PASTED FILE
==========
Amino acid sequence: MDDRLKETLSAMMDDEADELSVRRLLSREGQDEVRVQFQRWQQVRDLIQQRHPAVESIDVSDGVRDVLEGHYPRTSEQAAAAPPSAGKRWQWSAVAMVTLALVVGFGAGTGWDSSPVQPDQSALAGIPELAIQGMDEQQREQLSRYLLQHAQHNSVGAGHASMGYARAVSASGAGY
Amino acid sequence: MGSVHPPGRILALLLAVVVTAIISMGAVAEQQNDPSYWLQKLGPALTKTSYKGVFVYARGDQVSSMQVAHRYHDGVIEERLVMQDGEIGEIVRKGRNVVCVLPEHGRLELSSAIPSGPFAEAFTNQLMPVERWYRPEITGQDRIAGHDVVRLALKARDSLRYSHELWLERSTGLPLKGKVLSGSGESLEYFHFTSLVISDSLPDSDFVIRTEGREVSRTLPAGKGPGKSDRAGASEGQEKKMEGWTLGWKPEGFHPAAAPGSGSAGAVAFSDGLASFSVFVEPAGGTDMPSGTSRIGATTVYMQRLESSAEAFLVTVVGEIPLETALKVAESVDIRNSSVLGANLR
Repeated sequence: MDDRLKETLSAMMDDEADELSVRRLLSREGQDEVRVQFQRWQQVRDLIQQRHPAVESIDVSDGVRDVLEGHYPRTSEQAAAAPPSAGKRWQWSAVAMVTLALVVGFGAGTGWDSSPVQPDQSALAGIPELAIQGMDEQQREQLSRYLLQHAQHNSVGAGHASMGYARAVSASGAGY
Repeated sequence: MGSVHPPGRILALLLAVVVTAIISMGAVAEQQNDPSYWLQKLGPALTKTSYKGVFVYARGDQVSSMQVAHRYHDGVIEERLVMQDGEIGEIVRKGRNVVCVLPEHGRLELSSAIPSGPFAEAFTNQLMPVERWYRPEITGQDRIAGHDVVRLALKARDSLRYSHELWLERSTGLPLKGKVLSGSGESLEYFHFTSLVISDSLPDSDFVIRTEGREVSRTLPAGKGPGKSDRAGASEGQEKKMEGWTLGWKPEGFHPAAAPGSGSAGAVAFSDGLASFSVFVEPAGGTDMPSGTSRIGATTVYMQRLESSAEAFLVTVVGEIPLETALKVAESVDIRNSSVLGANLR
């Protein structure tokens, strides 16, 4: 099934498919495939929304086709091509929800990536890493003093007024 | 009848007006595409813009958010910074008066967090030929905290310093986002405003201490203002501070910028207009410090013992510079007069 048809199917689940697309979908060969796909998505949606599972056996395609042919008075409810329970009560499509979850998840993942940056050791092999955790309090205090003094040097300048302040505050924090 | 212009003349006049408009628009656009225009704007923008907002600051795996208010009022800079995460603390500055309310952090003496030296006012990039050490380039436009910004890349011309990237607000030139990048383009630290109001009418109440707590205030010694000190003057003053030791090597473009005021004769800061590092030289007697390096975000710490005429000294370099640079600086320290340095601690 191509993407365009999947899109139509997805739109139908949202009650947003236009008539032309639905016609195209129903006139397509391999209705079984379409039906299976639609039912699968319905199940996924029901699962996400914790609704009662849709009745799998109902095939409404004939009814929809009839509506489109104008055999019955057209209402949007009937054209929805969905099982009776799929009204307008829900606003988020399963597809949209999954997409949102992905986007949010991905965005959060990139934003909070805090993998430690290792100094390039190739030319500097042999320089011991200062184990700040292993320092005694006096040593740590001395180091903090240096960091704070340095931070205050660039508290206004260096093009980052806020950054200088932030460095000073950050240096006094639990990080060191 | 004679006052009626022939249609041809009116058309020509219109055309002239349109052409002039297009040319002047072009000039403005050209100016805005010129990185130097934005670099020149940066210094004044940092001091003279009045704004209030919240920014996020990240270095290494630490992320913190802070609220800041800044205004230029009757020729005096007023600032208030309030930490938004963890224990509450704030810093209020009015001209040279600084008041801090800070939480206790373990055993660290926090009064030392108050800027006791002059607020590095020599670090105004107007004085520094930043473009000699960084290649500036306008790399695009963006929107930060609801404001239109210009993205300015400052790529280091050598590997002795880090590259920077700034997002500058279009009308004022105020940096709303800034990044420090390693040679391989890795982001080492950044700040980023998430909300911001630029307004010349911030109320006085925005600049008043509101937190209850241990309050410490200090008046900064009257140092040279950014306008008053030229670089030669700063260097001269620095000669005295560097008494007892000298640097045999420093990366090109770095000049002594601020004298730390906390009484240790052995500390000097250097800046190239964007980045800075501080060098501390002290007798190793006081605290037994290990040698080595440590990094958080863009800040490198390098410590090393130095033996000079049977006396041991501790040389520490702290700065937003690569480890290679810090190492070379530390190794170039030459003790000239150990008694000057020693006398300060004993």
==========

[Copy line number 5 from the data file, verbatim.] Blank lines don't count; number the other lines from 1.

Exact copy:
């Protein structure tokens, strides 16, 4: 099934498919495939929304086709091509929800990536890493003093007024 | 009848007006595409813009958010910074008066967090030929905290310093986002405003201490203002501070910028207009410090013992510079007069 048809199917689940697309979908060969796909998505949606599972056996395609042919008075409810329970009560499509979850998840993942940056050791092999955790309090205090003094040097300048302040505050924090 | 212009003349006049408009628009656009225009704007923008907002600051795996208010009022800079995460603390500055309310952090003496030296006012990039050490380039436009910004890349011309990237607000030139990048383009630290109001009418109440707590205030010694000190003057003053030791090597473009005021004769800061590092030289007697390096975000710490005429000294370099640079600086320290340095601690 191509993407365009999947899109139509997805739109139908949202009650947003236009008539032309639905016609195209129903006139397509391999209705079984379409039906299976639609039912699968319905199940996924029901699962996400914790609704009662849709009745799998109902095939409404004939009814929809009839509506489109104008055999019955057209209402949007009937054209929805969905099982009776799929009204307008829900606003988020399963597809949209999954997409949102992905986007949010991905965005959060990139934003909070805090993998430690290792100094390039190739030319500097042999320089011991200062184990700040292993320092005694006096040593740590001395180091903090240096960091704070340095931070205050660039508290206004260096093009980052806020950054200088932030460095000073950050240096006094639990990080060191 | 004679006052009626022939249609041809009116058309020509219109055309002239349109052409002039297009040319002047072009000039403005050209100016805005010129990185130097934005670099020149940066210094004044940092001091003279009045704004209030919240920014996020990240270095290494630490992320913190802070609220800041800044205004230029009757020729005096007023600032208030309030930490938004963890224990509450704030810093209020009015001209040279600084008041801090800070939480206790373990055993660290926090009064030392108050800027006791002059607020590095020599670090105004107007004085520094930043473009000699960084290649500036306008790399695009963006929107930060609801404001239109210009993205300015400052790529280091050598590997002795880090590259920077700034997002500058279009009308004022105020940096709303800034990044420090390693040679391989890795982001080492950044700040980023998430909300911001630029307004010349911030109320006085925005600049008043509101937190209850241990309050410490200090008046900064009257140092040279950014306008008053030229670089030669700063260097001269620095000669005295560097008494007892000298640097045999420093990366090109770095000049002594601020004298730390906390009484240790052995500390000097250097800046190239964007980045800075501080060098501390002290007798190793006081605290037994290990040698080595440590990094958080863009800040490198390098410590090393130095033996000079049977006396041991501790040389520490702290700065937003690569480890290679810090190492070379530390190794170039030459003790000239150990008694000057020693006398300060004993």